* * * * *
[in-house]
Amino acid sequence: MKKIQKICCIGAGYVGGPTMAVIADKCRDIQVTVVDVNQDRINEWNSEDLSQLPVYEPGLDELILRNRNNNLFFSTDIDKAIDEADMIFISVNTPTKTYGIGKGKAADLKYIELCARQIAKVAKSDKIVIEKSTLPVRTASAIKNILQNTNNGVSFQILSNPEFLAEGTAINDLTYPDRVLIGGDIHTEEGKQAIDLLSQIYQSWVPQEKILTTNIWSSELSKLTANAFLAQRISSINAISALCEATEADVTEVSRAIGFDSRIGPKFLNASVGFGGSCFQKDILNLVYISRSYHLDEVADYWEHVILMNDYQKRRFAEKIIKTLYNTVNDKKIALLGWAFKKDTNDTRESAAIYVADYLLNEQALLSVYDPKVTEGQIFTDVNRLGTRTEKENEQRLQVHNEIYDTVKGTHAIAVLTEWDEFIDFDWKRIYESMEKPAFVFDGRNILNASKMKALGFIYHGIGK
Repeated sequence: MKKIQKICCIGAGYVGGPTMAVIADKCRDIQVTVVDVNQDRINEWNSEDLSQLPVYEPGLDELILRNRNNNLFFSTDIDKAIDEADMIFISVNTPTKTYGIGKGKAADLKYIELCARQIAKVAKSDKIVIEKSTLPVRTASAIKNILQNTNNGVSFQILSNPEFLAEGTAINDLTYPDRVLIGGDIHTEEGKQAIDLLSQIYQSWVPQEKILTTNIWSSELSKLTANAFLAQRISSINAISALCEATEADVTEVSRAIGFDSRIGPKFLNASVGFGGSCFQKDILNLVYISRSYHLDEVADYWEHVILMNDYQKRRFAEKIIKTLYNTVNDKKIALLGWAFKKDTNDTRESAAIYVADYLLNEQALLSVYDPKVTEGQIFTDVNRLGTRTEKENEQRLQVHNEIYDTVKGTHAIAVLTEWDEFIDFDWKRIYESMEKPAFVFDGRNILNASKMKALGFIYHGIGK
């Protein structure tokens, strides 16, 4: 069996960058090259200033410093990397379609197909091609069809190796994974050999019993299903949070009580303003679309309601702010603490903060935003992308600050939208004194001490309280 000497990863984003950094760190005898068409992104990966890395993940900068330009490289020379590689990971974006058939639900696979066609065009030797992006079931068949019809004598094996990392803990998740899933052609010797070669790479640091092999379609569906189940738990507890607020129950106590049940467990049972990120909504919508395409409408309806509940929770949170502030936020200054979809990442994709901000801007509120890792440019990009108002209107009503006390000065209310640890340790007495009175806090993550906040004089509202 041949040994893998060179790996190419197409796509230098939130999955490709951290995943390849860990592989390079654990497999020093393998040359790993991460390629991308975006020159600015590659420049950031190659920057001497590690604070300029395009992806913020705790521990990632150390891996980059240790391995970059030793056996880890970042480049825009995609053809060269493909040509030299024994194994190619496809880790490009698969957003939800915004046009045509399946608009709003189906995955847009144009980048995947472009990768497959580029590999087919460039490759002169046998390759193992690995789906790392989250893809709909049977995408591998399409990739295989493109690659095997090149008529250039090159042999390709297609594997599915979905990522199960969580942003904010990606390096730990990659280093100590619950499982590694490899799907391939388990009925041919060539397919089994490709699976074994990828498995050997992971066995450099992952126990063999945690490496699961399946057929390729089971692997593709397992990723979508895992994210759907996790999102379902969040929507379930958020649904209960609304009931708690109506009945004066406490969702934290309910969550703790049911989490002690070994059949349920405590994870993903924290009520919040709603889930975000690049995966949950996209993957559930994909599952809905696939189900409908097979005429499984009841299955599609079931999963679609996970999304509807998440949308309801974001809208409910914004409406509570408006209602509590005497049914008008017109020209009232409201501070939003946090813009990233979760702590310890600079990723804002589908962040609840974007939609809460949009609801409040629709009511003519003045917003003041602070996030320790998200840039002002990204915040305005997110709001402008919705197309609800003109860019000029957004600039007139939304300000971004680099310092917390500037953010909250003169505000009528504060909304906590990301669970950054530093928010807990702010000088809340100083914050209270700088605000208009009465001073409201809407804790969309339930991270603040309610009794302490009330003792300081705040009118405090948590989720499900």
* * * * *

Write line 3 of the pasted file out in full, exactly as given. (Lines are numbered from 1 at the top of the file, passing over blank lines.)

Repeated sequence: MKKIQKICCIGAGYVGGPTMAVIADKCRDIQVTVVDVNQDRINEWNSEDLSQLPVYEPGLDELILRNRNNNLFFSTDIDKAIDEADMIFISVNTPTKTYGIGKGKAADLKYIELCARQIAKVAKSDKIVIEKSTLPVRTASAIKNILQNTNNGVSFQILSNPEFLAEGTAINDLTYPDRVLIGGDIHTEEGKQAIDLLSQIYQSWVPQEKILTTNIWSSELSKLTANAFLAQRISSINAISALCEATEADVTEVSRAIGFDSRIGPKFLNASVGFGGSCFQKDILNLVYISRSYHLDEVADYWEHVILMNDYQKRRFAEKIIKTLYNTVNDKKIALLGWAFKKDTNDTRESAAIYVADYLLNEQALLSVYDPKVTEGQIFTDVNRLGTRTEKENEQRLQVHNEIYDTVKGTHAIAVLTEWDEFIDFDWKRIYESMEKPAFVFDGRNILNASKMKALGFIYHGIGK